MIBG Analogs

New compounds shrink cancer tumors

  • Useful for imaging and as a therapeutic
  • Useful for the treatment of a variety of cancers
  • Decreased toxicity to normal tissue
  • Increased specificity for cancer cells

Licensing Manager: Lisa Carlson, PhD
lisa.jorgenson@unmc.edu or 402-315-0543


New compounds shrink cancer tumors

Promising new compounds shrink brain cancer tumors without any noticeable side effects, according to early research tests at the University of Nebraska Medical Center.
Most cancer therapies are toxic, which is why treatment often includes sometimes debilitating side effects. UNMC’s innovative approach specifically targets the cancers cells in tumors, unlike more traditional chemo- or radiation therapies, which can indiscriminately affect both cancerous and healthy cells alike.
The compound focuses on cancer cells that produce an overabundance of norepinephrine transporter protein. Researchers created the molecule by combining a norepinephrine-targeting agent with another agent that damages DNA. The targeting agent helps the molecule get inside a cancer cell. Once inside, the DNA-damaging agent kills the cell by breaking apart its DNA.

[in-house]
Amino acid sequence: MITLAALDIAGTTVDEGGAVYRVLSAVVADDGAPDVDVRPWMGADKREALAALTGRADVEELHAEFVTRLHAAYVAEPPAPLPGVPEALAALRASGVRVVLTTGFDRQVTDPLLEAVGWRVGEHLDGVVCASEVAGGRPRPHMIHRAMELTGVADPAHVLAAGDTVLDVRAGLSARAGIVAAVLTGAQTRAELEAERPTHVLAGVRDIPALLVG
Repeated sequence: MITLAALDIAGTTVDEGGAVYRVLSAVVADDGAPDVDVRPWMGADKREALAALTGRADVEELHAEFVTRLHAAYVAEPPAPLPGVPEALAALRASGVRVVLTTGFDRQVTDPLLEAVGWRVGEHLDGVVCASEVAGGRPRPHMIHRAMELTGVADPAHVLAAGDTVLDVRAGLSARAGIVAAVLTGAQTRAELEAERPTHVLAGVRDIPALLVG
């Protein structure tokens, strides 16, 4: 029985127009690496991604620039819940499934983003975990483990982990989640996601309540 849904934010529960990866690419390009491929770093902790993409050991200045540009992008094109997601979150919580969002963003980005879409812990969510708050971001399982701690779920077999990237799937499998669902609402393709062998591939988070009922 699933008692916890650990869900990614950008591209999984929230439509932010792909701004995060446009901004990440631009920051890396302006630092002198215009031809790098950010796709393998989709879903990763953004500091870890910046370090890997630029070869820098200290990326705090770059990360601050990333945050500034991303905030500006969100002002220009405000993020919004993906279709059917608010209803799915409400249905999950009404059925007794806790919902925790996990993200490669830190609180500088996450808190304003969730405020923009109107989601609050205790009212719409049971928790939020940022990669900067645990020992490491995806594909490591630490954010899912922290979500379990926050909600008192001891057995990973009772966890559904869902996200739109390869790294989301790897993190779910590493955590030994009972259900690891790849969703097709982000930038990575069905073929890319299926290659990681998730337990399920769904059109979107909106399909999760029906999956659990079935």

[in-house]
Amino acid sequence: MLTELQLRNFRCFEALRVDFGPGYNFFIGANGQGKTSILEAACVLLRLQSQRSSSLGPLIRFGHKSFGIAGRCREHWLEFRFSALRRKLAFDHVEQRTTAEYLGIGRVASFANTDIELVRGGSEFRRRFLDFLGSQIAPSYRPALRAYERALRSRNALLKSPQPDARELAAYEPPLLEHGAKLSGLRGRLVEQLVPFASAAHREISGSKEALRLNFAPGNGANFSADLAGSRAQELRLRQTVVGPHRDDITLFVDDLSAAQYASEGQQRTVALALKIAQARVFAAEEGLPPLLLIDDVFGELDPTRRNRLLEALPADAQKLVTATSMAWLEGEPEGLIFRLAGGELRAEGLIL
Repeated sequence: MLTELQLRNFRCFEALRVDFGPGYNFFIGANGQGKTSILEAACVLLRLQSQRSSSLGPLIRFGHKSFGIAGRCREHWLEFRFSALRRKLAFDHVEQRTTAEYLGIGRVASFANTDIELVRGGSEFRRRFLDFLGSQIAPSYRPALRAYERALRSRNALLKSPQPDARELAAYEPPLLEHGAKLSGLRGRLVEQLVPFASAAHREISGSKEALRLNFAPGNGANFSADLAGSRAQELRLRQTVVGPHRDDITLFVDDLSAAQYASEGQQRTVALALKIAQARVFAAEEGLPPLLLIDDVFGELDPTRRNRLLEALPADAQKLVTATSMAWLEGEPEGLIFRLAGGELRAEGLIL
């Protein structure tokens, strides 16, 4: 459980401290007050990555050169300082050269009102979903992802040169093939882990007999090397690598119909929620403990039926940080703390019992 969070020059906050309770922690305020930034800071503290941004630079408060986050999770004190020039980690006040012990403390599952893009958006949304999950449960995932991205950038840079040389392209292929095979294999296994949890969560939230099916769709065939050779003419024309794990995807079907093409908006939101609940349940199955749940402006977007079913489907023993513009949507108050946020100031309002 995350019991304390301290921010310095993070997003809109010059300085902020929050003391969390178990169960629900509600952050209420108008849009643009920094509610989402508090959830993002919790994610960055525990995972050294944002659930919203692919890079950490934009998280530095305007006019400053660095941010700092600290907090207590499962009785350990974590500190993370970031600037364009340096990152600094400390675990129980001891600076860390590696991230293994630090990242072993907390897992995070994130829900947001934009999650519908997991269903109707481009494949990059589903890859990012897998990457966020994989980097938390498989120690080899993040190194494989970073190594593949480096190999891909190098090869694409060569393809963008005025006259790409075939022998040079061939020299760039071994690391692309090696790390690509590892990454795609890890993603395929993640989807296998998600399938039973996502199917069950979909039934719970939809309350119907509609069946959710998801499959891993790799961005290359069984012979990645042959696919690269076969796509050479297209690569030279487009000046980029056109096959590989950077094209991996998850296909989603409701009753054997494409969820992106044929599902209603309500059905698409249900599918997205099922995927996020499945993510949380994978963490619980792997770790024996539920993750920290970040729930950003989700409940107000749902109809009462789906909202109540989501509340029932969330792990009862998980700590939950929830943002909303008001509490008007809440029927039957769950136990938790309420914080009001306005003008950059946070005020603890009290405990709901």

As an effective delivery platform, the compound could also be adapted for other therapeutic uses such as labeling norepinephrine cancer cells, which would allow physicians to better diagnose and track the disease.
To discuss licensing opportunities, contact Lisa Carlson, PhD, at lisa.jorgenson@unmc.edu or 402-315-0543.

Additional Information


Intellectual Property

  • U.S. Patent 10,874,752: MIBG analogs and uses thereof